Petite Meller



Before turning her attention to music Petite Meller studied philosophy in Paris, the city that she grew up in, and it’s a subject that still inspires her music.
But it was a trip to New York when she was touring with another band that started her career as a solo artist. Inspired by the city Petite wrote her first track “NYC Time”, secured a manager and began releasing music as a solo artist before landing a record deal with Island Records.
She now makes nuovo jazzy-pop and garnered a fanbase with tracks such as "Baby Love" and "The Flute" before releasing her debut album Lil Empire earlier this year.

To say that Petite Meller is unique is an understatement. The French philosophy student turned musician, who has been compared to a ‘post-modern Mia Farrow with a Brigitte Bardot allure’, is unlike any other artist that you will see in the charts, or on the stage, right now. Creating what she describes as nuvo jazzy-pop Petite’s angelic vocals yet eclectic influences have garnered her a devoted fan base across the globe. Pair that with an eccentric style and some of the most memorable music videos released in the last year and Petite Meller is a tour de force in the music world, and one that is only just getting started.

A string of singles in the last 12 months – including must-watches “Baby Love”, “The Flute” and “Milk Bath” – were most recently followed by debut album Lil Empire, the culmination of three years of hard work, travelling and locking all of her diverse ideas down in one place. And with tour plans on the horizon if you’re yet to embrace music’s most enigmatic new presence then we urge you to take a trip into Petite’s magical world.

Before becoming a musician you were studying philosophy in Paris, what prompted the change of direction or was music always at the back of your mind?
As a child I always used to have melodies and lyrics playing in my mind. Philosophy classes and ideas inspired me to write song lyrics and hide them behind my books from my professors. Life is very absurd and I want to emphasize the pain and joy in it through my music, to take people for a ride that maybe will make some type of sense.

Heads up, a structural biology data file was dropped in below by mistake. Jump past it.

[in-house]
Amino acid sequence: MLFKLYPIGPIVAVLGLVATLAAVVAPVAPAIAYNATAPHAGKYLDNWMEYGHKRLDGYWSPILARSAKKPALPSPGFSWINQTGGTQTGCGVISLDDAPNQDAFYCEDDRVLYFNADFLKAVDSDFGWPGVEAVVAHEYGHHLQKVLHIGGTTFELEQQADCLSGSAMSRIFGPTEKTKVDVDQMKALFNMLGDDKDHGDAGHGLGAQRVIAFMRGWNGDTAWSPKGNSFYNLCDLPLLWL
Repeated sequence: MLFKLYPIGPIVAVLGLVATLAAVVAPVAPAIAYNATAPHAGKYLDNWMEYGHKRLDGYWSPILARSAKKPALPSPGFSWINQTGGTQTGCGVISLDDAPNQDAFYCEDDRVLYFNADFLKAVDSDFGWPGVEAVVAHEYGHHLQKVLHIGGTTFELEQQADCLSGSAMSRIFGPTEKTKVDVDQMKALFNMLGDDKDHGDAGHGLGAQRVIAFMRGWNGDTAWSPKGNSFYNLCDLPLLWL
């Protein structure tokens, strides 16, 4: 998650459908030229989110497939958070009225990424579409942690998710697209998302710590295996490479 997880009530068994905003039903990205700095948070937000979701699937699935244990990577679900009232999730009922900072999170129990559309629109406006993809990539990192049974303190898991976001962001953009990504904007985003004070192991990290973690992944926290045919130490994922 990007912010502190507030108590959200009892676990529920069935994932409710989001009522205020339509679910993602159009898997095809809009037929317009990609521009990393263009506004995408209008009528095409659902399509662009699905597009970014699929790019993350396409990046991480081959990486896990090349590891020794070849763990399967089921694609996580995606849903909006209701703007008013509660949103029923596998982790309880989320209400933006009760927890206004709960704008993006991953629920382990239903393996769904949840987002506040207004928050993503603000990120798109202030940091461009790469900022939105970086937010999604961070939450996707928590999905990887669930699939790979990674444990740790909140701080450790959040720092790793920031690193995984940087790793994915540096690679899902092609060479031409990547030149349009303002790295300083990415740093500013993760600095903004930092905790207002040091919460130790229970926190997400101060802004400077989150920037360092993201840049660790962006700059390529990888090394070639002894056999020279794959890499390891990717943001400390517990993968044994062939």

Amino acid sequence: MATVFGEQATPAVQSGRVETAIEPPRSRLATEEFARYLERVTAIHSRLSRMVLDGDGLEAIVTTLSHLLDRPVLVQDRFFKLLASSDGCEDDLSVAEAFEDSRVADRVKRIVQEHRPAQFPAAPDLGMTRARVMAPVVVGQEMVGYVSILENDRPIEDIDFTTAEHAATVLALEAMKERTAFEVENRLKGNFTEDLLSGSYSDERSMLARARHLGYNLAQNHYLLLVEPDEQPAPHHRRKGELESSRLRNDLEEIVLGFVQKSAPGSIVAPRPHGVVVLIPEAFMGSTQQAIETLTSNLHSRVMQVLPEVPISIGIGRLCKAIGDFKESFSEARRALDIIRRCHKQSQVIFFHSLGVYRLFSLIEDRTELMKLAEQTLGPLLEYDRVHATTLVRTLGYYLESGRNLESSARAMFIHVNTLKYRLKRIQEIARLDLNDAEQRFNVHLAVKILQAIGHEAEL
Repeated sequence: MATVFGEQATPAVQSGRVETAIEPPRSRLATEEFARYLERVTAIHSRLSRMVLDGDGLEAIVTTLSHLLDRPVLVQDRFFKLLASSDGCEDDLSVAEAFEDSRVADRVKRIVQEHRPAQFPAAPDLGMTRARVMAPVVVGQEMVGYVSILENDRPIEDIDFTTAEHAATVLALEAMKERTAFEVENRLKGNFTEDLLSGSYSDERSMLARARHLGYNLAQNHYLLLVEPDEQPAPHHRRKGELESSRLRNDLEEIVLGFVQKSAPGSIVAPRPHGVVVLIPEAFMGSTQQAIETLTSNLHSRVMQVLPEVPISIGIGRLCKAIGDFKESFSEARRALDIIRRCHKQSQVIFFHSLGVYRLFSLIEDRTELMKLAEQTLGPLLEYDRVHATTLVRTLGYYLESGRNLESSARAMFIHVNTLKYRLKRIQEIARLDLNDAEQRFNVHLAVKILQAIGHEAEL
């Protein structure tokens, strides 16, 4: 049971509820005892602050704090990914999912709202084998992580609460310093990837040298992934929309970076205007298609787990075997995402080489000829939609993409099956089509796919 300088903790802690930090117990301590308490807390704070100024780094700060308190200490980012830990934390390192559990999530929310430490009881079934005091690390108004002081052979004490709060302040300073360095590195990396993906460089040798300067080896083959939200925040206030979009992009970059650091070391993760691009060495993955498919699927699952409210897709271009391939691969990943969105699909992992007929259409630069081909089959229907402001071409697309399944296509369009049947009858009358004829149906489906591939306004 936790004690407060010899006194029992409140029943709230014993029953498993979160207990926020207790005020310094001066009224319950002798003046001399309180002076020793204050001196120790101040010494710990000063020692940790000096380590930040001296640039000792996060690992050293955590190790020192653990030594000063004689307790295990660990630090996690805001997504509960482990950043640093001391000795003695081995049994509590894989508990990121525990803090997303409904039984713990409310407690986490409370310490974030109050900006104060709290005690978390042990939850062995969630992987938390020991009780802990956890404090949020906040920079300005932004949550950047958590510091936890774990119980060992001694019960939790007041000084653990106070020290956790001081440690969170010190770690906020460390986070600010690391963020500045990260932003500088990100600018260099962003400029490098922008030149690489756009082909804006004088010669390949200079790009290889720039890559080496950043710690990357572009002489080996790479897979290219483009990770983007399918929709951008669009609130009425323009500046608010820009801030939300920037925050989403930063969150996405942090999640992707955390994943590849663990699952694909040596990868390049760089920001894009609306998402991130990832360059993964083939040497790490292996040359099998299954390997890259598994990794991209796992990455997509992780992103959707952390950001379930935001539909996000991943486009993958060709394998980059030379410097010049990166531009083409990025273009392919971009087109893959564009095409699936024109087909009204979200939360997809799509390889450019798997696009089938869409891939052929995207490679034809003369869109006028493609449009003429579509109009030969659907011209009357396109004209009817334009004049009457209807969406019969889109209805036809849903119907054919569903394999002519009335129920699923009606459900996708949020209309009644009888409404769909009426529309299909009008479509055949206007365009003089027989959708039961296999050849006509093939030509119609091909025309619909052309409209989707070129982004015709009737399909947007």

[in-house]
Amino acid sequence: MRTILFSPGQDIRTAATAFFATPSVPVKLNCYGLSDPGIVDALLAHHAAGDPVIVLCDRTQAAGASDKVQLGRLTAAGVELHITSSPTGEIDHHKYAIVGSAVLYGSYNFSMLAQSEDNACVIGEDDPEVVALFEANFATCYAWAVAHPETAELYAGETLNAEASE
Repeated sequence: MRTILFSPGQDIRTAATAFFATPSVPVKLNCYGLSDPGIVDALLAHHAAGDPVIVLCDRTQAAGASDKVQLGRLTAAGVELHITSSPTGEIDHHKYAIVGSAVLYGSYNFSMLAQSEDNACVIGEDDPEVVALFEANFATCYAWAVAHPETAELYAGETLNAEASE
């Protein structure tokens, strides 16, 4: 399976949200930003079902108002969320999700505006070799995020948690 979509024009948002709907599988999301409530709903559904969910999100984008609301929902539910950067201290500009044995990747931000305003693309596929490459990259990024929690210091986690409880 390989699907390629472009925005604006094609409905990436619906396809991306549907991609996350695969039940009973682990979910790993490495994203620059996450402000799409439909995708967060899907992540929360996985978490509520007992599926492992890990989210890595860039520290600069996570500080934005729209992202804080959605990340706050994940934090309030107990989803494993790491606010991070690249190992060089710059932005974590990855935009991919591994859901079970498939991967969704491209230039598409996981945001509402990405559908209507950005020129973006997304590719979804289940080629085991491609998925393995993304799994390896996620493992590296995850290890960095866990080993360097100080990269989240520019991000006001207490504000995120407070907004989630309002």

Your music draws influence from so many different places, and there really is no one else like you in the charts at the moment - why is it so important to be different?

I'm just doing my own thing. It takes time to build your own sound and my ear is my compass. I follow sounds that I love, they send me far away, like the visuals in my videos. For example a New York saxophone player made me remember all the jazz records of my childhood, like Dizzie Gilespie and Paul Simon's Graceland and African bongos and French chansonnier. They all have been used as inspiration on my album Lil Empire. For me it's not just the video or the music - it's a whole journey.

How do your philosophy studies influence your writing and art?

The term Jouissance, which is a pleasure out of pain, is something essential to music for me. Nietzsche's idea that life is short and absurd, that you can only laugh and dance life, marked a big turn in my life.

What are the stories that inspired your debut album, Lil Empire?

I've worked in this album for almost three years with different producers from LA, London and Stockholm. This journey started in New York, with the song NYC Time and ended with the a whole album - Lil Empire and that was inspired by creativity and people who joined me along the way through social media and through traveling. This journey has flutes, bongos saxophones - it has the touristic vibe of putting your backpack on and diving in with your mind.

Your stage outfit and overall look is very important to your persona, how intrinsic is fashion to you as a musician?

My stylist Nao Koyabu and I visualised a whole collection in our minds, but had to wait passionately for the climate to go above zero, which took us a whole year.
We asked designers from Antwerp Royal Fashion Academy to Central Saint Martins to London College of Fashion to design with the Lil Empire folklore in mind.

Do you draw much inspiration from Paris, the city you grew up in, whether in music or fashion?

I'm inspired by the chansonnier of Brell and Charles Aznavoor and the Chantal Goya soundtrack for "Masculine Feminine". What I love about French music is that it's not afraid to have a sense of humour.

What is so special about the locations that you have chosen to visit in Paris for your video, what do they mean to you?

Le Beaux Arts is the art university of Paris, and there I found a pretty secret ancient room full of classic statutes. I love to go and write songs there because it has an amazing sound.

Comptoir General is an Afro beat designed place that has shows and movies screening everyday. It also it has maps and compasses decorating it and the traveling around the globe aesthetic is one that greatly inspires me.

Hotel L'amour is where I love to write. It has only books about love and every room designed differently. I love to write songs in the bath.

What do you admire about EA?

I think Emporio Armani is very cinematic, the brand is very classic but also the woman of the future. It reminds me of a Parisian girl dancing in the streets of Paris!

Tell us what else you have planned for this year?

I'm looking forward to getting out to America soon and playing some more shows across Europe.

When will you know that you have made it, what is your ultimate goal?

When my songs are be hummed by London's truck drivers.